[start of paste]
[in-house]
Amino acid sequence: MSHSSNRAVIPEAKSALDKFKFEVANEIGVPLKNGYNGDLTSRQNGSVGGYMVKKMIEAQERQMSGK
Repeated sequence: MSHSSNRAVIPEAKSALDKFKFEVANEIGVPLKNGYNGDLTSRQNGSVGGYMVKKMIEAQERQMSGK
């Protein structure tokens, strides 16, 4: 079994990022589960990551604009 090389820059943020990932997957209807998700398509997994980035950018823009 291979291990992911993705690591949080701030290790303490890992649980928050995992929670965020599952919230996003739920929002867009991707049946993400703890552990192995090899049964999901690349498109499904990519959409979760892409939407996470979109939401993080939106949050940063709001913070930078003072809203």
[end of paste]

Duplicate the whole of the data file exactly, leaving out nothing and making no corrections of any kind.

[in-house]
Amino acid sequence: MSHSSNRAVIPEAKSALDKFKFEVANEIGVPLKNGYNGDLTSRQNGSVGGYMVKKMIEAQERQMSGK
Repeated sequence: MSHSSNRAVIPEAKSALDKFKFEVANEIGVPLKNGYNGDLTSRQNGSVGGYMVKKMIEAQERQMSGK
């Protein structure tokens, strides 16, 4: 079994990022589960990551604009 090389820059943020990932997957209807998700398509997994980035950018823009 291979291990992911993705690591949080701030290790303490890992649980928050995992929670965020599952919230996003739920929002867009991707049946993400703890552990192995090899049964999901690349498109499904990519959409979760892409939407996470979109939401993080939106949050940063709001913070930078003072809203």